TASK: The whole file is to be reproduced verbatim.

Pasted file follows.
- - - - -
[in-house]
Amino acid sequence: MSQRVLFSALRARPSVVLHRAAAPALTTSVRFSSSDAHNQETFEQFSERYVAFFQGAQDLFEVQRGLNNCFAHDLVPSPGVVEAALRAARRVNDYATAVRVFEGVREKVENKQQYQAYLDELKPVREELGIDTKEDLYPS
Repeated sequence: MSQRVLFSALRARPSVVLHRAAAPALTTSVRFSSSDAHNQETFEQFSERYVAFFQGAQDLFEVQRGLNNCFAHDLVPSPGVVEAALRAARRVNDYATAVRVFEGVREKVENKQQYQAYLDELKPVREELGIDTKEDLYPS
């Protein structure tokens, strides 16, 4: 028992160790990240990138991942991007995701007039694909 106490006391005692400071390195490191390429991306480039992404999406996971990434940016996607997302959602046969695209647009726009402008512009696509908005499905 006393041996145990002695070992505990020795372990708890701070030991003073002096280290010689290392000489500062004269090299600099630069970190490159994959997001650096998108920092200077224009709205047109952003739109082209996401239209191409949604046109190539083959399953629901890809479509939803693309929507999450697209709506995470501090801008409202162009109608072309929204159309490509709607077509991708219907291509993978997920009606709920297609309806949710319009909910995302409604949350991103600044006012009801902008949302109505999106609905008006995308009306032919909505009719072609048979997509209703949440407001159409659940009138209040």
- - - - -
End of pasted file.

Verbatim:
[in-house]
Amino acid sequence: MSQRVLFSALRARPSVVLHRAAAPALTTSVRFSSSDAHNQETFEQFSERYVAFFQGAQDLFEVQRGLNNCFAHDLVPSPGVVEAALRAARRVNDYATAVRVFEGVREKVENKQQYQAYLDELKPVREELGIDTKEDLYPS
Repeated sequence: MSQRVLFSALRARPSVVLHRAAAPALTTSVRFSSSDAHNQETFEQFSERYVAFFQGAQDLFEVQRGLNNCFAHDLVPSPGVVEAALRAARRVNDYATAVRVFEGVREKVENKQQYQAYLDELKPVREELGIDTKEDLYPS
């Protein structure tokens, strides 16, 4: 028992160790990240990138991942991007995701007039694909 106490006391005692400071390195490191390429991306480039992404999406996971990434940016996607997302959602046969695209647009726009402008512009696509908005499905 006393041996145990002695070992505990020795372990708890701070030991003073002096280290010689290392000489500062004269090299600099630069970190490159994959997001650096998108920092200077224009709205047109952003739109082209996401239209191409949604046109190539083959399953629901890809479509939803693309929507999450697209709506995470501090801008409202162009109608072309929204159309490509709607077509991708219907291509993978997920009606709920297609309806949710319009909910995302409604949350991103600044006012009801902008949302109505999106609905008006995308009306032919909505009719072609048979997509209703949440407001159409659940009138209040």